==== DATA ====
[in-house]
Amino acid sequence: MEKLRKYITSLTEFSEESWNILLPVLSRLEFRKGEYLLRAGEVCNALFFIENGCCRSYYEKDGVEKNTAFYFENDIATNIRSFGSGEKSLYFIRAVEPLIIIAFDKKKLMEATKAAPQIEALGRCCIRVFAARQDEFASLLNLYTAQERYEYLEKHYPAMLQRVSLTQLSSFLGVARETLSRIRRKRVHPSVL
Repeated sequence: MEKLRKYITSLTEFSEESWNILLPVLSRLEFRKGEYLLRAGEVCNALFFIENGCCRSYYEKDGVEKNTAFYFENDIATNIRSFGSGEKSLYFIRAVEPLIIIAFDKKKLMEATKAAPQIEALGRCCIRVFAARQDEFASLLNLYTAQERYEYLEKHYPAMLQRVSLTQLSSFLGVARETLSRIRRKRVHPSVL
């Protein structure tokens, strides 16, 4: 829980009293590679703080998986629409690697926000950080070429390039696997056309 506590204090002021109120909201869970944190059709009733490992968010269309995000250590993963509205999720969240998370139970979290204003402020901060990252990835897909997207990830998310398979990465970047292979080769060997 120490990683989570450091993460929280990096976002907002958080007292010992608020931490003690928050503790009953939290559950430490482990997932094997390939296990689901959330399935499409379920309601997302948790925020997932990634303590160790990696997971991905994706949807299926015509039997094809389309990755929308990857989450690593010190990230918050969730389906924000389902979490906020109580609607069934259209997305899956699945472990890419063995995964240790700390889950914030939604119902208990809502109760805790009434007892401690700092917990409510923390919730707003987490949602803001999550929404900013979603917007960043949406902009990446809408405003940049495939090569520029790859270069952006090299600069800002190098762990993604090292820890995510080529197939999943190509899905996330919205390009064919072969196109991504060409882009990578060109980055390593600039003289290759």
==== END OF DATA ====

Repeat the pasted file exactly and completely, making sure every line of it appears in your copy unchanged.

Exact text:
[in-house]
Amino acid sequence: MEKLRKYITSLTEFSEESWNILLPVLSRLEFRKGEYLLRAGEVCNALFFIENGCCRSYYEKDGVEKNTAFYFENDIATNIRSFGSGEKSLYFIRAVEPLIIIAFDKKKLMEATKAAPQIEALGRCCIRVFAARQDEFASLLNLYTAQERYEYLEKHYPAMLQRVSLTQLSSFLGVARETLSRIRRKRVHPSVL
Repeated sequence: MEKLRKYITSLTEFSEESWNILLPVLSRLEFRKGEYLLRAGEVCNALFFIENGCCRSYYEKDGVEKNTAFYFENDIATNIRSFGSGEKSLYFIRAVEPLIIIAFDKKKLMEATKAAPQIEALGRCCIRVFAARQDEFASLLNLYTAQERYEYLEKHYPAMLQRVSLTQLSSFLGVARETLSRIRRKRVHPSVL
């Protein structure tokens, strides 16, 4: 829980009293590679703080998986629409690697926000950080070429390039696997056309 506590204090002021109120909201869970944190059709009733490992968010269309995000250590993963509205999720969240998370139970979290204003402020901060990252990835897909997207990830998310398979990465970047292979080769060997 120490990683989570450091993460929280990096976002907002958080007292010992608020931490003690928050503790009953939290559950430490482990997932094997390939296990689901959330399935499409379920309601997302948790925020997932990634303590160790990696997971991905994706949807299926015509039997094809389309990755929308990857989450690593010190990230918050969730389906924000389902979490906020109580609607069934259209997305899956699945472990890419063995995964240790700390889950914030939604119902208990809502109760805790009434007892401690700092917990409510923390919730707003987490949602803001999550929404900013979603917007960043949406902009990446809408405003940049495939090569520029790859270069952006090299600069800002190098762990993604090292820890995510080529197939999943190509899905996330919205390009064919072969196109991504060409882009990578060109980055390593600039003289290759």